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Am J Hum Genet. 2015 Dec 3;97(6):886-93. doi: 10.1016/j.ajhg.2015.11.002.

Autosomal-Recessive Intellectual Disability with Cerebellar Atrophy Syndrome Caused by Mutation of the Manganese and Zinc Transporter Gene SLC39A8.

Author information

1
Children's Hospital of Eastern Ontario Research Institute, University of Ottawa, Ottawa, ON K1H 8L1, Canada. Electronic address: kboycott@cheo.on.ca.
2
Children's Hospital of Eastern Ontario Research Institute, University of Ottawa, Ottawa, ON K1H 8L1, Canada.
3
National Research Centre, El Bohoth Street, Dokki, Giza 12622, Egypt.
4
Section of Genetics and Metabolism, Children's Hospital and the Department of Pediatrics and Child Health, University of Manitoba, Winnipeg, MB R3A 1S1, Canada.
5
Department of Medical Genetics, University of Calgary, Calgary, AB T2N 4N1, Canada.
6
Department of Medical Genetics, CHU Nantes, Nantes 44093, France.
7
Department of Human Genetics, McGill University, Montreal, QC H3A 1B1, Canada.
8
Clinic for Special Children, Strasburg, PA 17579, USA.
9
Department of Radiology, Foothills Hospital, Calgary, AB T2N 2T9, Canada.
10
Institute of Human Genetics, FAU Erlangen-Nürnberg, Erlangen 91054, Germany.
11
Institute of Human Genetics, University of Bonn, Bonn 53012, Germany.
12
Robarts Research Institute and University of Western Ontario, London, ON N6A 5B7, Canada.
13
Department of Environmental Health, University of Cincinnati College of Medicine, Cincinnati, OH 45267, USA.
14
Department of Paediatric Neurology, Centre Hospitalier Universitaire, Liege 4032, Belgium.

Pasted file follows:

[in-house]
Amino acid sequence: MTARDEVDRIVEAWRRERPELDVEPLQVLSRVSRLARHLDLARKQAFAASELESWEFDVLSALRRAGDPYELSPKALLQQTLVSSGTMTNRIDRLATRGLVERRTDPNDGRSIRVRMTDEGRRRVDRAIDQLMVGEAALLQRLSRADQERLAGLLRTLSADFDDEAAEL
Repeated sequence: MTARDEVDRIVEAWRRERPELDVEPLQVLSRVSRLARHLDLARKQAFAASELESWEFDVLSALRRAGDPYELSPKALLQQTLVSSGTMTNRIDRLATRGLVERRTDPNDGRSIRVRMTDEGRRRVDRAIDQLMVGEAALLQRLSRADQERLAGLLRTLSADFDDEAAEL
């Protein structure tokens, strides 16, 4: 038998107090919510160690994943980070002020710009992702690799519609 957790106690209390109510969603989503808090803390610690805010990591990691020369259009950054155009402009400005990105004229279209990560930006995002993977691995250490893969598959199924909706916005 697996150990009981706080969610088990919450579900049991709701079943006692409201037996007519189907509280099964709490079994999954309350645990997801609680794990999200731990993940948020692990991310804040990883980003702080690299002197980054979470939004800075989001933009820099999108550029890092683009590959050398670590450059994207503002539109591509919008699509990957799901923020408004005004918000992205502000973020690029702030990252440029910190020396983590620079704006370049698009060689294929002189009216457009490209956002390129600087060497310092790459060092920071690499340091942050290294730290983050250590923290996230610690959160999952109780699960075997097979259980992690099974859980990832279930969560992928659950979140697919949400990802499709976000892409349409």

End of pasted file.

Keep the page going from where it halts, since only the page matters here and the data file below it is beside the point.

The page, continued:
15
Department of Environmental Health, University of Cincinnati College of Medicine, Cincinnati, OH 45267, USA; Department of Pediatrics & Molecular Developmental Biology, Division of Human Genetics, Cincinnati Children's Hospital, Cincinnati, OH 45229, USA.
16
Institute of Human Genetics, FAU Erlangen-Nürnberg, Erlangen 91054, Germany. Electronic address: rami.aboujamra@medizin.uni-leipzig.de.

Abstract

Manganese (Mn) and zinc (Zn) are essential divalent cations used by cells as protein cofactors; various human studies and animal models have demonstrated the importance of Mn and Zn for development. Here we describe an autosomal-recessive disorder in six individuals from the Hutterite community and in an unrelated Egyptian sibpair; the disorder is characterized by intellectual disability, developmental delay, hypotonia, strabismus, cerebellar atrophy, and variable short stature. Exome sequencing in one affected Hutterite individual and the Egyptian family identified the same homozygous variant, c.112G>C (p.Gly38Arg), affecting a conserved residue of SLC39A8. The affected Hutterite and Egyptian individuals did not share an extended common haplotype, suggesting that the mutation arose independently. SLC39A8 is a member of the solute carrier gene family known to import Mn, Zn, and other divalent cations across the plasma membrane. Evaluation of these two metal ions in the affected individuals revealed variably low levels of Mn and Zn in blood and elevated levels in urine, indicating renal wasting. Our findings identify a human Mn and Zn transporter deficiency syndrome linked to SLC39A8, providing insight into the roles of Mn and Zn homeostasis in human health and development.

PMID:
26637978
PMCID:
PMC4678439
DOI:
10.1016/j.ajhg.2015.11.002
[Indexed for MEDLINE]
Free PMC Article

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